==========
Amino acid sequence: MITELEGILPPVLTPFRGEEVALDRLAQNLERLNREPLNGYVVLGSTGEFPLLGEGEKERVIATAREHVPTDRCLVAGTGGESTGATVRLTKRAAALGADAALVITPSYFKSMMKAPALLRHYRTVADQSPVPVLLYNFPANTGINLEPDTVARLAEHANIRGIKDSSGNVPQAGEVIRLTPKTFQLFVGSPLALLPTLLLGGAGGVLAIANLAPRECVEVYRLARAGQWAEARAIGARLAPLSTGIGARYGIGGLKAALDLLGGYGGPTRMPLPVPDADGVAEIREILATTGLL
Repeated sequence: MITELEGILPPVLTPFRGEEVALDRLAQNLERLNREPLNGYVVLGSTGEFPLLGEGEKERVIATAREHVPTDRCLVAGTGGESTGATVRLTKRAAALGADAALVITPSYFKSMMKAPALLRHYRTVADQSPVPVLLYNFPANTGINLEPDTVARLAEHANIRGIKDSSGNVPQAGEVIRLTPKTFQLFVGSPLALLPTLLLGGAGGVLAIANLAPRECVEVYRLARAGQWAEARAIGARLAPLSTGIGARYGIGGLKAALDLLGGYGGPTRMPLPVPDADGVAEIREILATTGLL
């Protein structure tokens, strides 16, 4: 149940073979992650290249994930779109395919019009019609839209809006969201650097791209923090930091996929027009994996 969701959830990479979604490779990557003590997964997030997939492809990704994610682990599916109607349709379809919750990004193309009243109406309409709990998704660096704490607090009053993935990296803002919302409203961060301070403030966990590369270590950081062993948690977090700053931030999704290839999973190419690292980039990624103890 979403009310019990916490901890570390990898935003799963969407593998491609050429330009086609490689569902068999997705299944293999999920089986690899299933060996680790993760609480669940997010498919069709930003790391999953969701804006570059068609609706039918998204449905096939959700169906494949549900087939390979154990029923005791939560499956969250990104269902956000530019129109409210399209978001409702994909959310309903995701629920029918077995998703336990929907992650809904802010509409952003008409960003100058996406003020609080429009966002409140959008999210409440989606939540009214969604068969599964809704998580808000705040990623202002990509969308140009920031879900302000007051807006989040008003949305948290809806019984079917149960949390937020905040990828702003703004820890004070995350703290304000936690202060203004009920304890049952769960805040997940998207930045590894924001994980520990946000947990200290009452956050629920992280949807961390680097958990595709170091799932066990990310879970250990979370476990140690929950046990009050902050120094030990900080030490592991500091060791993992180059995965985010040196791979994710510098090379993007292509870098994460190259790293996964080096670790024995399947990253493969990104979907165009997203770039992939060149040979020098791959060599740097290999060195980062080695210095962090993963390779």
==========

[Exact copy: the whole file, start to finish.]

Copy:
Amino acid sequence: MITELEGILPPVLTPFRGEEVALDRLAQNLERLNREPLNGYVVLGSTGEFPLLGEGEKERVIATAREHVPTDRCLVAGTGGESTGATVRLTKRAAALGADAALVITPSYFKSMMKAPALLRHYRTVADQSPVPVLLYNFPANTGINLEPDTVARLAEHANIRGIKDSSGNVPQAGEVIRLTPKTFQLFVGSPLALLPTLLLGGAGGVLAIANLAPRECVEVYRLARAGQWAEARAIGARLAPLSTGIGARYGIGGLKAALDLLGGYGGPTRMPLPVPDADGVAEIREILATTGLL
Repeated sequence: MITELEGILPPVLTPFRGEEVALDRLAQNLERLNREPLNGYVVLGSTGEFPLLGEGEKERVIATAREHVPTDRCLVAGTGGESTGATVRLTKRAAALGADAALVITPSYFKSMMKAPALLRHYRTVADQSPVPVLLYNFPANTGINLEPDTVARLAEHANIRGIKDSSGNVPQAGEVIRLTPKTFQLFVGSPLALLPTLLLGGAGGVLAIANLAPRECVEVYRLARAGQWAEARAIGARLAPLSTGIGARYGIGGLKAALDLLGGYGGPTRMPLPVPDADGVAEIREILATTGLL
């Protein structure tokens, strides 16, 4: 149940073979992650290249994930779109395919019009019609839209809006969201650097791209923090930091996929027009994996 969701959830990479979604490779990557003590997964997030997939492809990704994610682990599916109607349709379809919750990004193309009243109406309409709990998704660096704490607090009053993935990296803002919302409203961060301070403030966990590369270590950081062993948690977090700053931030999704290839999973190419690292980039990624103890 979403009310019990916490901890570390990898935003799963969407593998491609050429330009086609490689569902068999997705299944293999999920089986690899299933060996680790993760609480669940997010498919069709930003790391999953969701804006570059068609609706039918998204449905096939959700169906494949549900087939390979154990029923005791939560499956969250990104269902956000530019129109409210399209978001409702994909959310309903995701629920029918077995998703336990929907992650809904802010509409952003008409960003100058996406003020609080429009966002409140959008999210409440989606939540009214969604068969599964809704998580808000705040990623202002990509969308140009920031879900302000007051807006989040008003949305948290809806019984079917149960949390937020905040990828702003703004820890004070995350703290304000936690202060203004009920304890049952769960805040997940998207930045590894924001994980520990946000947990200290009452956050629920992280949807961390680097958990595709170091799932066990990310879970250990979370476990140690929950046990009050902050120094030990900080030490592991500091060791993992180059995965985010040196791979994710510098090379993007292509870098994460190259790293996964080096670790024995399947990253493969990104979907165009997203770039992939060149040979020098791959060599740097290999060195980062080695210095962090993963390779």